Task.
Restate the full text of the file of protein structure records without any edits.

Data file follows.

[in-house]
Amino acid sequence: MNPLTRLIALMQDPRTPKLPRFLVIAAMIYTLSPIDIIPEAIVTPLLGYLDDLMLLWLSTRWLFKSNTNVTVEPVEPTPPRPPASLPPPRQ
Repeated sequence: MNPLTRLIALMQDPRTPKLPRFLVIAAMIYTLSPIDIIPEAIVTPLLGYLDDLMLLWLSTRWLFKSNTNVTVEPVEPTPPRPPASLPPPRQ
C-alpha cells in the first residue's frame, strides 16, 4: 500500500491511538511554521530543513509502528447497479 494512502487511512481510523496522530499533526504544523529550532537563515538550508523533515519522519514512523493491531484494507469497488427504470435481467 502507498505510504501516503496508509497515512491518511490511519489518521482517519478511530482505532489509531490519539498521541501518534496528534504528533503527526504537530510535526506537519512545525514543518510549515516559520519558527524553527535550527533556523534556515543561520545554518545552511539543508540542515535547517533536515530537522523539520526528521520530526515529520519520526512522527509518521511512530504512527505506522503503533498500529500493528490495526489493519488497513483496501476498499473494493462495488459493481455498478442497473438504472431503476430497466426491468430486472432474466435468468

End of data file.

[in-house]
Amino acid sequence: MNPLTRLIALMQDPRTPKLPRFLVIAAMIYTLSPIDIIPEAIVTPLLGYLDDLMLLWLSTRWLFKSNTNVTVEPVEPTPPRPPASLPPPRQ
Repeated sequence: MNPLTRLIALMQDPRTPKLPRFLVIAAMIYTLSPIDIIPEAIVTPLLGYLDDLMLLWLSTRWLFKSNTNVTVEPVEPTPPRPPASLPPPRQ
C-alpha cells in the first residue's frame, strides 16, 4: 500500500491511538511554521530543513509502528447497479 494512502487511512481510523496522530499533526504544523529550532537563515538550508523533515519522519514512523493491531484494507469497488427504470435481467 502507498505510504501516503496508509497515512491518511490511519489518521482517519478511530482505532489509531490519539498521541501518534496528534504528533503527526504537530510535526506537519512545525514543518510549515516559520519558527524553527535550527533556523534556515543561520545554518545552511539543508540542515535547517533536515530537522523539520526528521520530526515529520519520526512522527509518521511512530504512527505506522503503533498500529500493528490495526489493519488497513483496501476498499473494493462495488459493481455498478442497473438504472431503476430497466426491468430486472432474466435468468